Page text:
Last week, in association with SEHTA, we hosted the first in a series of three webinars dedicated to the design and development of Medical Devices.
eg technology’s Director and Co-Founder, Danny Godfrey kicked us off on Wednesday by looking at the key aspects of the early stages of a successful product development programme, focusing on the most important, yet often overlooked factor – the user.
New product design for medical devices is complex. There isn’t an easy, shortcut route to market and the process is comprised of multiple necessary steps and stages. However, as each device design is varied, so is the focus and approach throughout the project… no two projects are the same. For example, there will be different areas of emphasis within a design programme when designing a single piece implantable, in comparison to some complex lab automation. Despite this, there are common stumbling blocks within the design process which tend to cause confusion and as a result are sometimes omitted completely. These often involve consulting the user at the start of the programme, defining specifications and undertaking software design within a medical framework. These last two will be tackled in future webinars.
So how can we improve our understanding of the user and create a user-centric design process? Here are five key takeaways from Danny’s webinar.
1. The full process must be considered
Having that initial brainwave which sparks the product design process can lead many engineers to get ahead of themselves. However, product design, specifically within the Medical sector, is a stringent process which typically has a cycle of between two and five years, especially when ground-breaking tech is involved. Even simple product iterations will be subject to the same overall process. So, what are the key areas which need to be considered? Among others, you will need to consider: available technology, finance, the target market, the team required, regulatory requirements and finally, the User. It is easy to neglect any one of these factors, but each is dependent on the other and if one is neglected or omitted then the programme will usually run in to difficulties.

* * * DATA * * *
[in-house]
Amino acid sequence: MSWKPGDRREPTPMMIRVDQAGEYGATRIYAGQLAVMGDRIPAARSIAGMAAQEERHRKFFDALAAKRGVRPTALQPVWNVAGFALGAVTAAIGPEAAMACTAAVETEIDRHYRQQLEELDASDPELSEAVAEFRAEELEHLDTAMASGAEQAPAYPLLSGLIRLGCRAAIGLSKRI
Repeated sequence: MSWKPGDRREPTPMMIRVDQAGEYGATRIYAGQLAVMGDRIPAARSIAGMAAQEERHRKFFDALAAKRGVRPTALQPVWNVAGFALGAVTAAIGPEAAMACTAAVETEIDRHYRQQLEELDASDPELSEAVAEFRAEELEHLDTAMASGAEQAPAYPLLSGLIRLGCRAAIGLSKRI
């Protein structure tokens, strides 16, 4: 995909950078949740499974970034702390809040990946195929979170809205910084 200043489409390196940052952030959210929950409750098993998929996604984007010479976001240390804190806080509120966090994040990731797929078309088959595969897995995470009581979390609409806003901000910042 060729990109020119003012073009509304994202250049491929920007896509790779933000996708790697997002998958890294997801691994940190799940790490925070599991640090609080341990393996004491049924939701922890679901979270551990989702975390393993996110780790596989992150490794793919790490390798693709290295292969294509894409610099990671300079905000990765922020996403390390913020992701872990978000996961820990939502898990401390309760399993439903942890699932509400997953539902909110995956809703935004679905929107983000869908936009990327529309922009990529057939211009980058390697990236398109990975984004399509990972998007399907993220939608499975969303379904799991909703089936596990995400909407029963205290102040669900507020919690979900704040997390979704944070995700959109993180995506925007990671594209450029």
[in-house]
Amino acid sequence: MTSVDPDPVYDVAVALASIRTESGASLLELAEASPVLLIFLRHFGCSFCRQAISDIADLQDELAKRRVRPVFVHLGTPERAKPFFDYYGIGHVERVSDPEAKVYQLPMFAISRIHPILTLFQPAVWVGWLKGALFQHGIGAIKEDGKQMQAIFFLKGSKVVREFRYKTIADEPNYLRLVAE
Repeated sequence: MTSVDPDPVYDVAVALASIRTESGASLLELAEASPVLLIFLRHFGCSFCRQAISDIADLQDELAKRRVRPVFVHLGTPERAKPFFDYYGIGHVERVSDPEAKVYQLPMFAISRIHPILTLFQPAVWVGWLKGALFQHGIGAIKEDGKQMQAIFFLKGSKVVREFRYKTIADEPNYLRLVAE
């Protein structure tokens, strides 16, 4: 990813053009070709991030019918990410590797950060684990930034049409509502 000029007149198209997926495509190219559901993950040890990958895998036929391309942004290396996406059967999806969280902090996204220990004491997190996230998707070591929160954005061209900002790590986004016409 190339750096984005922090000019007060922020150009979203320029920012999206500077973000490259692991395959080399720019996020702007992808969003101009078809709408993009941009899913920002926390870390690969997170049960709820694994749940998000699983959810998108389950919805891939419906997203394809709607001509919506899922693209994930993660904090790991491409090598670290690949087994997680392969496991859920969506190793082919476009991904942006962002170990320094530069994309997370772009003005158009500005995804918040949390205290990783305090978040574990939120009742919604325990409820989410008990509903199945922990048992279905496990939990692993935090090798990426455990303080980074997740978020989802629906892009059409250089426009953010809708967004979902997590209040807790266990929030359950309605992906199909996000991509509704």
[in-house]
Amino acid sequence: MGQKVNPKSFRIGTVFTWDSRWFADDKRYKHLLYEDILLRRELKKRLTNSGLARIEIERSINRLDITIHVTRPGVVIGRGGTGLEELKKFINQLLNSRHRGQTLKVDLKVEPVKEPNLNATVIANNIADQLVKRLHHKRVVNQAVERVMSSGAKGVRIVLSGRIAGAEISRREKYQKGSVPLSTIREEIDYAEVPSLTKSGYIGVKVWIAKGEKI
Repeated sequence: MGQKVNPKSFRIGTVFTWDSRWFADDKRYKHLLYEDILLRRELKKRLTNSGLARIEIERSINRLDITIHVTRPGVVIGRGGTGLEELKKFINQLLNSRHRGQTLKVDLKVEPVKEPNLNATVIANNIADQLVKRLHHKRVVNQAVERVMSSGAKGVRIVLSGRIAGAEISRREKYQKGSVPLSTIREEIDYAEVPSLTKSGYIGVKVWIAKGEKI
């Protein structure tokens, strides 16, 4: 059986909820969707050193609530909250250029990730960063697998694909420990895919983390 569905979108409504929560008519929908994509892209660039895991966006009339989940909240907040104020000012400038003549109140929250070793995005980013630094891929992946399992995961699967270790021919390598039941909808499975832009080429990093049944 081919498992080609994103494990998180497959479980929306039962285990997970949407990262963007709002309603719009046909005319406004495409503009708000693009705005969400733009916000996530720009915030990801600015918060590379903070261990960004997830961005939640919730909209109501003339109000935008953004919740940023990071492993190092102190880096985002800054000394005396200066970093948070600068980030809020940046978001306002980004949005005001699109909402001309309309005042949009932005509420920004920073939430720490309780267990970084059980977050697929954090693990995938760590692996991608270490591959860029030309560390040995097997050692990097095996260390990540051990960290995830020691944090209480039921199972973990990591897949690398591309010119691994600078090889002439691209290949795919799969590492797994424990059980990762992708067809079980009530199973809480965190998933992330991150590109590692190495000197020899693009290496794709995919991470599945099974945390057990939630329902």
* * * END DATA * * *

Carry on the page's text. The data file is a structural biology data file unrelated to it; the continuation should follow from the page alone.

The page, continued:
2. Why is the user important?
Engaging with the user can be done at several stages in the development process. Initially, you will be able to assess whether there is actually a need and a market for what you are planning. Thereafter, you can gain insight into the practical application of a product, and this can be fed into the User Requirements Specification. Whilst your team may be filled with very capable engineers and designers, they will not be immersed in the day-to-day experience of clinical use. Their technical skills therefore need to be guided by the knowledge of users, without which the likelihood of the product being successful is minimal.
Even within set verticals, there are multiple user groups, all of which may have different requirements. Identifying the complete network of product users, from consultant to nurse to patient enables designers to develop a product which addresses the full spectrum of user issues. An understanding of the infrastructure of the user organisation is also vital. Larger organisations have stringent procurement processes with multiple departments and budget holders involved in a single purchase. Developing a product with this in mind will mitigate the likelihood of facing barriers later in the procurement process.
3. What is usability?
Usability seems an obvious inclusion in product design, but even the word “usability” can mean different things to different users. However, in the context of medical device design, it has a very specific meaning associated with designing a device to be inherently safe. Although different user groups will have requirements regarding aesthetics, ease of use, portability, comfort and reliability to name a few, the common usability requirements across users are the safety, intuitiveness and reliability of a device. Medical devices must have minimal margin of error, be easy for the operator to use and safe for all involved.